A few days ago, I found a new near-miss to the 92 Johnson Solids. It appears on this blog, five posts ago, and looks a lot like what you see above — the differences are subtle, and will be explained below, after “near-miss” has been clarified.
A near-miss is a polyhedron which is almost a Johnson Solid. So what’s a Johnson Solid?
Well, consider all possible convex polyhedra which have only regular polygons as faces. Remove from this set the five Platonic Solids:
Next, remove the thirteen Archimedean Solids:
Now remove the infinite sets of prisms and antiprisms, the beginning of which are shown here:
What’s left? The answer to this question is known; it’s the set of Johnson Solids. It has been proven that there are exactly 92 of them:
When Norman Johnson systematically found all of these, and named them, in the late 1960s, he found a number of other polyhedra which were extremely close to being in this set. These are called the “near misses.” An example of a near-miss is the tetrated dodecahedron, which I co-discovered, and named, about a decade ago:
If you go to http://www.software3d.com/Stella.php, you can download a free trial version of software, Stella 4d, written by a friend of mine, Robert Webb (RW), which I used to generate this last image, as well as the rotating .gif which starts this post. (The still pictures were simply found using Google image-searches.) Stella 4d has a built-in library of near-misses, including the tetrated dodecahedron . . . but it doesn’t have all of them.
Well, why not? The reason is simple: the near-misses have no precise definition. They are simply “almost,” but not quite, Johnson Solids. In the case of the tetrated dodecahedron, what keeps it from being a Johnson Solid is the edges where yellow triangles meet other yellow triangles. These edges must be ~7% longer than the other edges, so the yellow triangles, unlike the other faces, are not quite regular — merely close.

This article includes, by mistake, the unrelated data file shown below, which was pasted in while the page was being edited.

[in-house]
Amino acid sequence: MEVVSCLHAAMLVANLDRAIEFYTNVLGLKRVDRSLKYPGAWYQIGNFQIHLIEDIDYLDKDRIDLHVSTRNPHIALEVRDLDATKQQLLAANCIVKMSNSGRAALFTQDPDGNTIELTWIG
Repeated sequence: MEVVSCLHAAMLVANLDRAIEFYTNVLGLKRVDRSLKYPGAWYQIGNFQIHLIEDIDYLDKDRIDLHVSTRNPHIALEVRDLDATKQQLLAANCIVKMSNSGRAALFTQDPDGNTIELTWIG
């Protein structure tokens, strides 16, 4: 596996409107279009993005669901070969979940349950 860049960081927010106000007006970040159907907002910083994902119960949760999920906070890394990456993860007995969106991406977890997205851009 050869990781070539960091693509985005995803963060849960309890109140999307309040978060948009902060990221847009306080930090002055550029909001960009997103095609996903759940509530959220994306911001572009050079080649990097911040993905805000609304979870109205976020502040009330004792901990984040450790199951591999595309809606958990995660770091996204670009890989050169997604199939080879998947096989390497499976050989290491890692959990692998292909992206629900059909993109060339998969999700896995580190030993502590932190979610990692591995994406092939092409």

There is no way to justify an arbitrary rule for just how close a near-miss must be to “Johnsonhood” be considered an “official” near-miss, so mathematicians have made no such rule. Research to find more near-misses is ongoing, and, due to the “fuzziness” of the definition, may never stop.
My informal test for a proposed near-miss is simple: I show it to RW, and if he thinks it’s close enough to include in the near-miss library in Stella 4d, then it passes. This new one did, but not until RW found a way to improve it, using something I don’t really understand called a “spring model.” What you see at the top of this post is the result. Unlike in the previous version, the green decagons here are regular, but at the expense of regularity in the (former) blue squares, now near-squarish trapezoids, as well as the yellow hexagons. The pink hexagons are slightly irregular in both versions, and the red pentagons are regular in both.
I’m eagerly anticipating the release of the next version of Stella 4d, for this near-miss will be in it. If I tell my students about this new discovery, they’ll want to know how much I got paid for it, which is, of course, nothing. I don’t know how to explain to them what it feels like to participate in the discovery of something — anything — which will survive me by a very long time. There’s nothing else quite like that feeling.
Now I just need to think of a good name for this thing!
[Update: the new version of Stella is now out, and this polyhedron is now included in it. As it turns out, I no longer need to think of a name for this polyhedron, for RW took care of that for me, naming it the “zonish truncated icosahedron” in Stella‘s built-in library of polyhedra.]
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Very informative and well written.
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